Serial port programming

Revision as of 14:41, 17 April 2013 by IanH (talk | contribs) (First bit complete)
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This is a step-by-step guide to using the serial port from a program running under Linux; it was written for the Raspberry Pi serial port with the Raspbian Wheezy distribution. However, the same code should work on other systems.

Step 1: Connect to a terminal emulator using a PC

This step is not essential, but it is invaluable for checking that the hardware is working on a new system.

Follow the instructions at RPi_Serial_Connection#Connection_to_a_PC, so that you end up with your Pi's serial port connected to a PC, running a terminal emulator such as minicom or PuTTY.

The default Wheezy installation sends console messages to the serial port as it boots, and runs getty so you can log in using the terminal emulator. If you can do this, the serial port hardware is working.


Problem Possible causes
Nothing at all shown on terminal emulator Connected to wrong pins on GPIO header

Faulty USB-serial cable or level shifter

/boot/cmdline.txt and /etc/inittab have already been edited (see below)

Flow control turned on in terminal emulator

Wrong baud rate in terminal emulator

Text appears corrupted Wrong baud rate, parity, or data settings in terminal emulator

Faulty level shifter

Can receive but not send

(nothing happens when you type)

Connected to wrong pins on GPIO header

Flow control turned on in terminal emulator

Faulty level shifter

Step 2: Test with Python and a terminal emulator

You will now need to edit files /etc/inittab and /boot/cmdline.txt as described at RPi_Serial_Connection#Preventing_Linux_using_the_serial_port. When you have done this - remember to reboot after editing - the terminal emulator set up in Step 1 will no longer show any output from Linux - it is now free for use by programs. Leave the terminal emulator connected and running throughout this step.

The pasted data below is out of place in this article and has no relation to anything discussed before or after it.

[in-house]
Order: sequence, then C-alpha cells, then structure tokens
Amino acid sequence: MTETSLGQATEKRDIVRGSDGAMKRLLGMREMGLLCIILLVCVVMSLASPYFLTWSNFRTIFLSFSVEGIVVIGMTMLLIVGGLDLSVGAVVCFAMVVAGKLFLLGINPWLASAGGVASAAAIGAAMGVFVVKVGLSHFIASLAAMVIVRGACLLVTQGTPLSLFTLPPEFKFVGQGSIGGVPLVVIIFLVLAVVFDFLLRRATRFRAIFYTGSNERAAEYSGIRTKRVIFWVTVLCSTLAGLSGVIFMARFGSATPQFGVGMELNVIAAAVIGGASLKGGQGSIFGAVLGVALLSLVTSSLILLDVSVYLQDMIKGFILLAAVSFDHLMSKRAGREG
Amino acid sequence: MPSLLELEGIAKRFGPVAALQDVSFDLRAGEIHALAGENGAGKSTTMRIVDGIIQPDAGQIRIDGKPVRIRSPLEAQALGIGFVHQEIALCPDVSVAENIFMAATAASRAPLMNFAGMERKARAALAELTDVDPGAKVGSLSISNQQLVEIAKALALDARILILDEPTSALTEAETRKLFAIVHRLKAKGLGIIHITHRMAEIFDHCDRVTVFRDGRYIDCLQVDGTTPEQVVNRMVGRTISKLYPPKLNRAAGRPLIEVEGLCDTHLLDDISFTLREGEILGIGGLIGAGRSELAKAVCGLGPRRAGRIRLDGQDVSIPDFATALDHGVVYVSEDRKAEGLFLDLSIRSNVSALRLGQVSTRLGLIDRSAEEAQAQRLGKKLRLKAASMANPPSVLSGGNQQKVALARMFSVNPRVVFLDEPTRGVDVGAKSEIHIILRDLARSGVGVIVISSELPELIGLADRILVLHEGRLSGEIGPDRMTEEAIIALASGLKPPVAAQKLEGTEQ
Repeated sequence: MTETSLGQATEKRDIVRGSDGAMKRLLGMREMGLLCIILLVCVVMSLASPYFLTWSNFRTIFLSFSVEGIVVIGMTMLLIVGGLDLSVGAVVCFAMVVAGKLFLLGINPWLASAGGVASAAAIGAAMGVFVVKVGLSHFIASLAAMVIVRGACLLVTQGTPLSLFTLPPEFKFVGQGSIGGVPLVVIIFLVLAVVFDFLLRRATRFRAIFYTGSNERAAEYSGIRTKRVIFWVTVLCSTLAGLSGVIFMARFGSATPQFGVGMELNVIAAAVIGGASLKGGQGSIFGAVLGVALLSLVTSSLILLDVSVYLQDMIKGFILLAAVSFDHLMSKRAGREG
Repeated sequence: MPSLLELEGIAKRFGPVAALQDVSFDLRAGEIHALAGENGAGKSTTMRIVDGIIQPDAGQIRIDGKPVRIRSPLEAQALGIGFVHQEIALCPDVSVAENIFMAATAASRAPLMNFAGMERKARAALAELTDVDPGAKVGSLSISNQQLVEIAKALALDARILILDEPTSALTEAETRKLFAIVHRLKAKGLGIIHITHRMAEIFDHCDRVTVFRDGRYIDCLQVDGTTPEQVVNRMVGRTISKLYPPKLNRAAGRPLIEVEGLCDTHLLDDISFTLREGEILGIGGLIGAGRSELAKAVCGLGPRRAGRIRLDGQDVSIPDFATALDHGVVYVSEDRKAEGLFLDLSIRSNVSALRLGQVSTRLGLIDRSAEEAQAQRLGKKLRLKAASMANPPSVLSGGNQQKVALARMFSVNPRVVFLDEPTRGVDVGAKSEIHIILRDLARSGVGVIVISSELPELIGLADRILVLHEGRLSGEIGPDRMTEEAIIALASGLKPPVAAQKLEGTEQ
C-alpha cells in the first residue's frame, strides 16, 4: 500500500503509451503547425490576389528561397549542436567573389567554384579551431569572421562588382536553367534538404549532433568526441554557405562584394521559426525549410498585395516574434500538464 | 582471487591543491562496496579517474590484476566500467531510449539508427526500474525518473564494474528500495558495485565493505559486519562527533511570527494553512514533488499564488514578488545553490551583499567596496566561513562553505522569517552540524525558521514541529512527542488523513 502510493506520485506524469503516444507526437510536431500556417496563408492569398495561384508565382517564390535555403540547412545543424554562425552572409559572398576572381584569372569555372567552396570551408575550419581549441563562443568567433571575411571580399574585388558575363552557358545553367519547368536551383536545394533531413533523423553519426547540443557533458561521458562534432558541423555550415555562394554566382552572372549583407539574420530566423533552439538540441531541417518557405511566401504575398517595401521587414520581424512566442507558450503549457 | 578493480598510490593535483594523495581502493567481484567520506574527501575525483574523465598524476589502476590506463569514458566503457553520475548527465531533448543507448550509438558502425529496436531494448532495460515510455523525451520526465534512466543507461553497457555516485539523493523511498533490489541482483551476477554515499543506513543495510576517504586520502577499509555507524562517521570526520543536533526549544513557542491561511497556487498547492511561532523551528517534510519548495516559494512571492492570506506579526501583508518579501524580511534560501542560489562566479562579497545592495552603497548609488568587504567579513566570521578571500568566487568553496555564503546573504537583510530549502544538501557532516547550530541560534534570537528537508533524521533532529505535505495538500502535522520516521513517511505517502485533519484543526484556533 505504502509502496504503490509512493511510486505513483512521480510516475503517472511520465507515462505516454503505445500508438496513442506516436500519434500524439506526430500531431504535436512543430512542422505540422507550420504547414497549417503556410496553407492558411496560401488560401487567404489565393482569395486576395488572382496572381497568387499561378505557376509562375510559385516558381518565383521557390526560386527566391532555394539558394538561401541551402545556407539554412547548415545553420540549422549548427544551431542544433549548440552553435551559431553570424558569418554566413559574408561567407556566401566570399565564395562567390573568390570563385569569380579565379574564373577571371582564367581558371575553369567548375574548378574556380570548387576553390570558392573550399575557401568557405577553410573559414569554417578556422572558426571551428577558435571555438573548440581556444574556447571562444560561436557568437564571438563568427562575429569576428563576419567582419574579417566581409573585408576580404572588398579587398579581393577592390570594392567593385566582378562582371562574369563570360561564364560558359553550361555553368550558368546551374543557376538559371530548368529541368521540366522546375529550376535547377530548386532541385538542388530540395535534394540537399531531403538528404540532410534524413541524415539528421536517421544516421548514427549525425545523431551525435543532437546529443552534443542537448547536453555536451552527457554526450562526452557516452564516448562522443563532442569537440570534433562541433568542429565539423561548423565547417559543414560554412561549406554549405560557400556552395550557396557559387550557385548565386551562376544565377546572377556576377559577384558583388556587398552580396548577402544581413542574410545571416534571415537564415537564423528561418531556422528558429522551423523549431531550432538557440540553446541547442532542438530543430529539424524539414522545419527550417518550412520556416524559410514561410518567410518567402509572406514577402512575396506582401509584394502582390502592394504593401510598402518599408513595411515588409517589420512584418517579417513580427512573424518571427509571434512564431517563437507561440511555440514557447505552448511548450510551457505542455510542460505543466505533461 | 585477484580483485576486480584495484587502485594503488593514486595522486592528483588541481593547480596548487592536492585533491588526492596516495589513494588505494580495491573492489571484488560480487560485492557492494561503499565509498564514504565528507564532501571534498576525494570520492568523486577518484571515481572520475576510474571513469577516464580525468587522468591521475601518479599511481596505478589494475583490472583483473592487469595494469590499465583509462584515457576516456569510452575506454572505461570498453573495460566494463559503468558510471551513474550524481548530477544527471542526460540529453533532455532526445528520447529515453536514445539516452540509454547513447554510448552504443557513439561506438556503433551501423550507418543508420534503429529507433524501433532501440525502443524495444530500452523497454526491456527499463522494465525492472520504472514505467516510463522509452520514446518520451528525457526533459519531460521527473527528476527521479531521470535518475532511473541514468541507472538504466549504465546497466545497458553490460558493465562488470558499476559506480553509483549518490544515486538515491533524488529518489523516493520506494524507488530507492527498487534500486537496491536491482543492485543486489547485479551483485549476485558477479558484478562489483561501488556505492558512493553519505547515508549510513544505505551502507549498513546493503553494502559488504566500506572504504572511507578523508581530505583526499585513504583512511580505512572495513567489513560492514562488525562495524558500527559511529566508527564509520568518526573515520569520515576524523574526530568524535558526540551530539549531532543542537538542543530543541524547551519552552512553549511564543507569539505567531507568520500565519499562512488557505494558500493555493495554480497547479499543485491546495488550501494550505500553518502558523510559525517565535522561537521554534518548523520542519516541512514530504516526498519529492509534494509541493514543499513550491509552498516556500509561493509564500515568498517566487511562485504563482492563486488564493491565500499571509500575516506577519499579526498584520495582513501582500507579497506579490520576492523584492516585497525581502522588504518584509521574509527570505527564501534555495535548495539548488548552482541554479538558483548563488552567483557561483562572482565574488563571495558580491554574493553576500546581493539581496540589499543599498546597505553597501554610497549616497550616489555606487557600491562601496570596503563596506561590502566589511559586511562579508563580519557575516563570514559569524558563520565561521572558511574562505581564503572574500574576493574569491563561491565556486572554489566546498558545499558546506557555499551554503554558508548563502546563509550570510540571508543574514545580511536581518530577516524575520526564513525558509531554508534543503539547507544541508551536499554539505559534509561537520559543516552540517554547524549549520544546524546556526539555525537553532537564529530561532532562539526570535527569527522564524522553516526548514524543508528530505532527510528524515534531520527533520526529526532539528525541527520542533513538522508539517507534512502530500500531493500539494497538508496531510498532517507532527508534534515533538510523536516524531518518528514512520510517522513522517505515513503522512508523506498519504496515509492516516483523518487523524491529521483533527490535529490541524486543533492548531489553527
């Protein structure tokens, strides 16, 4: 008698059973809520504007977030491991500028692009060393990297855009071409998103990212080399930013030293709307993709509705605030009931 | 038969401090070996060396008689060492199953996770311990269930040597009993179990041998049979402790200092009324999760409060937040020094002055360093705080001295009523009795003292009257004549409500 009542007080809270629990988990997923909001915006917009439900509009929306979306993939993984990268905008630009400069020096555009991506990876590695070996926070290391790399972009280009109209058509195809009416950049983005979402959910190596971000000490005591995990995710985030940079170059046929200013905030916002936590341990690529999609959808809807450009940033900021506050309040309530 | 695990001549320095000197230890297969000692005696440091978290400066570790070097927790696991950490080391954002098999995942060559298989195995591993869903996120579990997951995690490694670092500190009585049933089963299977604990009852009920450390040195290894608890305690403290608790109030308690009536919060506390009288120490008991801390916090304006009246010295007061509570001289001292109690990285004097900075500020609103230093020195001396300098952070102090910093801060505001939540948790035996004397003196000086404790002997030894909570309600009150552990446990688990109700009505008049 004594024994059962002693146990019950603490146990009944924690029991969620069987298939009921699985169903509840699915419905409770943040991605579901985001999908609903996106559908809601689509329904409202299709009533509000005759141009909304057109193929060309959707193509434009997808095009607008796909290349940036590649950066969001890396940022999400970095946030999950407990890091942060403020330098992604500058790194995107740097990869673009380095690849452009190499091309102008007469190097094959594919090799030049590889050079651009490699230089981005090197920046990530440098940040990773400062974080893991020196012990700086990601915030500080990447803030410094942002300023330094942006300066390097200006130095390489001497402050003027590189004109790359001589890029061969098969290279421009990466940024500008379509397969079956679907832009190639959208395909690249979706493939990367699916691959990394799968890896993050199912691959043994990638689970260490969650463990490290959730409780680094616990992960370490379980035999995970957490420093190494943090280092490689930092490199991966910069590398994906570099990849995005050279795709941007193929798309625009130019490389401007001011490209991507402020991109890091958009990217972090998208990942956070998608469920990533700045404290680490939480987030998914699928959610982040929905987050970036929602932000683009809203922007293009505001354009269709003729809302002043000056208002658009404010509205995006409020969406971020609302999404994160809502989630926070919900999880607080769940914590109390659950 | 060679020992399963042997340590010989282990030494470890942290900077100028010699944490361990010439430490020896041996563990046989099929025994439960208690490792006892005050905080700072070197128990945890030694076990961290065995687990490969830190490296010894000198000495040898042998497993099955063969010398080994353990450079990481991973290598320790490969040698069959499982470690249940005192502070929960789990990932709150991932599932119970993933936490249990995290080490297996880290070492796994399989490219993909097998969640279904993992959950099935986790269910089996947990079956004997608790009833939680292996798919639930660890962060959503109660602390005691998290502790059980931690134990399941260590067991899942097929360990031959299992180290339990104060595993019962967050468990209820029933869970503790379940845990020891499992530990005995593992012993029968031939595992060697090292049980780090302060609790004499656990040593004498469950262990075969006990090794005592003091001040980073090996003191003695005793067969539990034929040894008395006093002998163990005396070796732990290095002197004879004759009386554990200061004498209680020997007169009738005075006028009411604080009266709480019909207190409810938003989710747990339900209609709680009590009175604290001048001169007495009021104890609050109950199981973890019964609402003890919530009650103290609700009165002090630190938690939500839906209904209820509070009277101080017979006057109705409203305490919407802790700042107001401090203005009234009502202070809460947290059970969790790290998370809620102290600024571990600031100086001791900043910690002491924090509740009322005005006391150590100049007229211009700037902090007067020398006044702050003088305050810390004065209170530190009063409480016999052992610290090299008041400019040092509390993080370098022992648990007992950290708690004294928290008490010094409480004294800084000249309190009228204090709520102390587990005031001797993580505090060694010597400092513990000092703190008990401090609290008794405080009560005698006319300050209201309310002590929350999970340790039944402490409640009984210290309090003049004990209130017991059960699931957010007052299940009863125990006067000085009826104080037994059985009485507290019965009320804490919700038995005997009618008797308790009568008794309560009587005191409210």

We will now write a simple Python program which we can talk to with the terminal emulator. You will need to install the PySerial package:

sudo apt-get install python-serial

Now, on the Raspberry Pi, type the following code into a text editor, taking care to get the indentation correct:

import serial

port = serial.Serial("/dev/ttyAMA0", baudrate=115200, timeout=3.0)

while True:
    port.write("\r\nSay something:")
    rcv =
    port.write("\r\nYou sent:" + repr(rcv))

Save the result as file, and then run it with:


If all is working, you should see the following lines appearing repeatedly, one every 3 seconds, on the terminal emulator:

Say something:
You sent:''

Try typing some characters in the terminal emulator window. You will not see the characters you type appear straight away - instead you will see something like this:

Say something:
You sent:'abcabc'

If you typed Enter in the terminal emulator, it will appear as the character sequence \r - this is Python's way of representing the ASCII "CR" (Control-M) character.


Problem Possible causes
Python error "No module named serial" python-serial package not installed
Python error "[Errno 13] Permission denied: '/dev/ttyAMA0" User not in group 'dialout'

getty is still running (from /etc/inittab)

/dev/ttyAMA0 doesn't have rw access by group 'dialout'

For other problems (e.g. text appears corrupted) refer to the troubleshooting table in Step 1.